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Computer Simulation of Crystallization

  • Full or part time
  • Application Deadline
    Tuesday, December 31, 2019
  • Funded PhD Project (Students Worldwide)
    Funded PhD Project (Students Worldwide)

Project Description

This PhD forms part of a major research project to understand and develop predictive models for crystallization processes relevant to both fundamental and applied fields of research from biomineralization through to industrial scale-inhibition. The research will focus on the use of atomistic simulations to probe pathways for crystallization, and will involve the use of enhanced molecular dynamics to determine the thermodynamics and kinetics for reactions spanning ion association in aqueous solution through to the surface growth of crystals.

The PhD will be conducted within the Computational Materials and Minerals Research Group within the Curtin Institute for Computation and be based within the School for Molecular and Life Sciences at Curtin University. The research will involve substantial use of high performance computing at Australia’s two national facilities.

Funding Notes

You will have a strong background in physical science (Honours/Masters degree equivalent), ideally with prior experience of molecular dynamics or computational chemistry. Excellent verbal and written communication skills are essential. Successful applicants will be part of a large team of research fellows, post-doctoral researchers and fellow PhD students supported through Australian Research Council projects.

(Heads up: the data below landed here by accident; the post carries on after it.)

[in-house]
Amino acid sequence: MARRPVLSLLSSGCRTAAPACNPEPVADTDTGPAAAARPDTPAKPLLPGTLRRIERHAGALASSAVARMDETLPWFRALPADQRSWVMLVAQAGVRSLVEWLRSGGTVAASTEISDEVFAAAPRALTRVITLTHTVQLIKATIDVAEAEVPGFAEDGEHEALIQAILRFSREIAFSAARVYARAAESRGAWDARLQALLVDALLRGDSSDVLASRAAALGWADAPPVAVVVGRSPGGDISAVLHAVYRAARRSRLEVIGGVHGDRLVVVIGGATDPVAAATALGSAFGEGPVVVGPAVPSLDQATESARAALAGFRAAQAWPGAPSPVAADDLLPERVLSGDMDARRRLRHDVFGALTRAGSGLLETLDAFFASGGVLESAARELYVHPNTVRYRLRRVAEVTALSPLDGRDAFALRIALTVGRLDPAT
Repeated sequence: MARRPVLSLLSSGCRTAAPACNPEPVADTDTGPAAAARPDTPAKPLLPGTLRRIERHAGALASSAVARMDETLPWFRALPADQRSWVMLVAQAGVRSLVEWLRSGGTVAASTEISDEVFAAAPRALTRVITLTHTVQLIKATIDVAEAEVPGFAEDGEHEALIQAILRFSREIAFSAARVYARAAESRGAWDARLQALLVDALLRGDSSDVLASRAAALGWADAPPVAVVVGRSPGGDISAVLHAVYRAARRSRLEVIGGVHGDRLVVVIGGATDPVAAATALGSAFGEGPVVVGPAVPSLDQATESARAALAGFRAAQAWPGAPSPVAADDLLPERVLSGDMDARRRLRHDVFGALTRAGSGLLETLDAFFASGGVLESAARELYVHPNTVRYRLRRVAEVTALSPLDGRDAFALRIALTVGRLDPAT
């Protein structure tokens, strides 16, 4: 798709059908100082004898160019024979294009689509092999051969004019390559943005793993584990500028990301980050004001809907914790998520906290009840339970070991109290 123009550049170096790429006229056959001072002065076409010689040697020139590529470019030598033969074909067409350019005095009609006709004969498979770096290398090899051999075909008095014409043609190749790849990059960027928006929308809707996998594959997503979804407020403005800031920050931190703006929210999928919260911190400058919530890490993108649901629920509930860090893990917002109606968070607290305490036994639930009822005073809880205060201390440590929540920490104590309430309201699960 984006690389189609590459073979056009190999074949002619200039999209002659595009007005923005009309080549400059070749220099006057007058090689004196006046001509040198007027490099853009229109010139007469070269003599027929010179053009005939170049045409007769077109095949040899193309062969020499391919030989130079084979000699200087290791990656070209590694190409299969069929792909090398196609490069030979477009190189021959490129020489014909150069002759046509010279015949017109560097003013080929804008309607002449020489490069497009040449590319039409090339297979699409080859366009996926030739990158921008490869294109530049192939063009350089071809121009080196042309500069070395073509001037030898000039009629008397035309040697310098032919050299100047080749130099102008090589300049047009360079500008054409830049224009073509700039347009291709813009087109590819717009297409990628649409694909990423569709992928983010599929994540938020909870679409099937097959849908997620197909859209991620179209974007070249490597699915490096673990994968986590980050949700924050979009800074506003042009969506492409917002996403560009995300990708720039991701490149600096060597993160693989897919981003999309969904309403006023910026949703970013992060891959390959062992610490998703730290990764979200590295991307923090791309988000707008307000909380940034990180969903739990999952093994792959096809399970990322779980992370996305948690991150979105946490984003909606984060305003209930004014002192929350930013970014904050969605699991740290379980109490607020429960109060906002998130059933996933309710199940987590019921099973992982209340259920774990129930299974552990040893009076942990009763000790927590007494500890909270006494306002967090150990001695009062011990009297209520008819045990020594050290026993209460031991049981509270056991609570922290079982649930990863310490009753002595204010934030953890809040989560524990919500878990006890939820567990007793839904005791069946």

First preference will be given Australian citizens/permanent residents, though fee scholarships will be available for exceptional overseas students.


1. R. Demichelis et al (2011) “Stable prenucleation mineral clusters are liquid-like ionic polymers”, Nature Comm., 2:590.
2. P. Raiteri et al (2015) “A thermodynamically consistent force field for molecular dynamics simulations of alkaline-earth carbonates and their aqueous speciation”, J. Phys. Chem. C, 119, 24447-24458.
3. R. Demichelis et al (2018) “Simulation of crystallization of biominerals”, Annual Reviews in Mater. Res. 48, 327-352.
4. M. De La Pierre et al (2017) “Uncovering the atomistic mechanism for calcite step growth”, Angewandte Chem. Int. Ed., 56, 8464-8474.

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